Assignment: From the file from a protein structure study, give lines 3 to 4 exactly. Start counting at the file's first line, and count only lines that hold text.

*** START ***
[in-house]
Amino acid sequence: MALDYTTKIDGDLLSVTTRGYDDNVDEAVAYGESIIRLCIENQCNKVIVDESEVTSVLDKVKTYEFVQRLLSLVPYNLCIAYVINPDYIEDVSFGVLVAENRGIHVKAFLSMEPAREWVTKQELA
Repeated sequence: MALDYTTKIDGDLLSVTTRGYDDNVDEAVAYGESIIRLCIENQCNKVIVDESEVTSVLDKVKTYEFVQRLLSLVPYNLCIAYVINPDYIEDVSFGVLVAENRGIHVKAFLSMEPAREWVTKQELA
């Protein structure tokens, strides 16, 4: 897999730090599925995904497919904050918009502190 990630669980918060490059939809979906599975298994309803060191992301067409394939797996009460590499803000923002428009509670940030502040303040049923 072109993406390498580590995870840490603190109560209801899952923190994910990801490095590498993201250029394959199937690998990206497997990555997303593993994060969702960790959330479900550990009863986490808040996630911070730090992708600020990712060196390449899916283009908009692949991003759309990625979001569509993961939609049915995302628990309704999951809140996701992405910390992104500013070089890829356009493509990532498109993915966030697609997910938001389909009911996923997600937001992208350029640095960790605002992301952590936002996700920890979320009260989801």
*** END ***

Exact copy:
Repeated sequence: MALDYTTKIDGDLLSVTTRGYDDNVDEAVAYGESIIRLCIENQCNKVIVDESEVTSVLDKVKTYEFVQRLLSLVPYNLCIAYVINPDYIEDVSFGVLVAENRGIHVKAFLSMEPAREWVTKQELA
């Protein structure tokens, strides 16, 4: 897999730090599925995904497919904050918009502190 990630669980918060490059939809979906599975298994309803060191992301067409394939797996009460590499803000923002428009509670940030502040303040049923 072109993406390498580590995870840490603190109560209801899952923190994910990801490095590498993201250029394959199937690998990206497997990555997303593993994060969702960790959330479900550990009863986490808040996630911070730090992708600020990712060196390449899916283009908009692949991003759309990625979001569509993961939609049915995302628990309704999951809140996701992405910390992104500013070089890829356009493509990532498109993915966030697609997910938001389909009911996923997600937001992208350029640095960790605002992301952590936002996700920890979320009260989801």